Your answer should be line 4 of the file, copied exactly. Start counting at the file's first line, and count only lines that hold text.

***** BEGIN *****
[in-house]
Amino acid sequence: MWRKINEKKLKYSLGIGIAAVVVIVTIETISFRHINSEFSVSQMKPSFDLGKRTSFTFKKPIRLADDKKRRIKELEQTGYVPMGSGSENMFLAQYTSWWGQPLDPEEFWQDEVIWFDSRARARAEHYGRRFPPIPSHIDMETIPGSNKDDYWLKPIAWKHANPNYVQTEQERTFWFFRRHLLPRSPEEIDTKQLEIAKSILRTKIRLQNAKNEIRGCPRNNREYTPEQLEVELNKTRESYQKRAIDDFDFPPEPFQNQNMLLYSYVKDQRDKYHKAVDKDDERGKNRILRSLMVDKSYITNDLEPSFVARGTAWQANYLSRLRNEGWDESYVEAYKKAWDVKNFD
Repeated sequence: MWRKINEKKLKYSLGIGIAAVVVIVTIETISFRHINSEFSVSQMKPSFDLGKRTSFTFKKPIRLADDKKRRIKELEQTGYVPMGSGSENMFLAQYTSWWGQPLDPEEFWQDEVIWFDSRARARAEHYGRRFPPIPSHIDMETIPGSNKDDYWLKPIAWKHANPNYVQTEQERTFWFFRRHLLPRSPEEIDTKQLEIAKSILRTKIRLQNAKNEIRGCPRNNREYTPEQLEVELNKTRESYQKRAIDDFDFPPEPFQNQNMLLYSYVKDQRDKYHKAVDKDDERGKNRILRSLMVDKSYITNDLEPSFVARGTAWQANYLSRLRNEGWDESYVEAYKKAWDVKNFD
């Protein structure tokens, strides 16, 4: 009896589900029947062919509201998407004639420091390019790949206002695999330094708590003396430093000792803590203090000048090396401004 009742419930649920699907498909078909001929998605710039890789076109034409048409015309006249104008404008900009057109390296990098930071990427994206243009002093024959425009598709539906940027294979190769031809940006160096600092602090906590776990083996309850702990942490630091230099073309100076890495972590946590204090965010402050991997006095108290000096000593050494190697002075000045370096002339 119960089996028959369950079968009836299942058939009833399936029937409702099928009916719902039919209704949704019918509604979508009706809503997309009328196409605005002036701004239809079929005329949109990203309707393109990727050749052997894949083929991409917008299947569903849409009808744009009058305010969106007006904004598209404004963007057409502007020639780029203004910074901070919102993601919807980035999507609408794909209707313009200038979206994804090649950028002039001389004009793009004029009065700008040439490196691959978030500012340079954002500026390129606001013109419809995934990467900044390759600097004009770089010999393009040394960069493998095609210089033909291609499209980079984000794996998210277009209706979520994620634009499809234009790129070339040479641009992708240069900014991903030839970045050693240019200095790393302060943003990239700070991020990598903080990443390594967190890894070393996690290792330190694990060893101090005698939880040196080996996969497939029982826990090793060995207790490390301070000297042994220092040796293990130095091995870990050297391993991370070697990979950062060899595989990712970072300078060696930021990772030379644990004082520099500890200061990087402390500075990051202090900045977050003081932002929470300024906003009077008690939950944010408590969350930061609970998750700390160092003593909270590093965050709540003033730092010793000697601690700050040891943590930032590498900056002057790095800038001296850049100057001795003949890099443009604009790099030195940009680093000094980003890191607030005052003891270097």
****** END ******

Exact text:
């Protein structure tokens, strides 16, 4: 009896589900029947062919509201998407004639420091390019790949206002695999330094708590003396430093000792803590203090000048090396401004 009742419930649920699907498909078909001929998605710039890789076109034409048409015309006249104008404008900009057109390296990098930071990427994206243009002093024959425009598709539906940027294979190769031809940006160096600092602090906590776990083996309850702990942490630091230099073309100076890495972590946590204090965010402050991997006095108290000096000593050494190697002075000045370096002339 119960089996028959369950079968009836299942058939009833399936029937409702099928009916719902039919209704949704019918509604979508009706809503997309009328196409605005002036701004239809079929005329949109990203309707393109990727050749052997894949083929991409917008299947569903849409009808744009009058305010969106007006904004598209404004963007057409502007020639780029203004910074901070919102993601919807980035999507609408794909209707313009200038979206994804090649950028002039001389004009793009004029009065700008040439490196691959978030500012340079954002500026390129606001013109419809995934990467900044390759600097004009770089010999393009040394960069493998095609210089033909291609499209980079984000794996998210277009209706979520994620634009499809234009790129070339040479641009992708240069900014991903030839970045050693240019200095790393302060943003990239700070991020990598903080990443390594967190890894070393996690290792330190694990060893101090005698939880040196080996996969497939029982826990090793060995207790490390301070000297042994220092040796293990130095091995870990050297391993991370070697990979950062060899595989990712970072300078060696930021990772030379644990004082520099500890200061990087402390500075990051202090900045977050003081932002929470300024906003009077008690939950944010408590969350930061609970998750700390160092003593909270590093965050709540003033730092010793000697601690700050040891943590930032590498900056002057790095800038001296850049100057001795003949890099443009604009790099030195940009680093000094980003890191607030005052003891270097």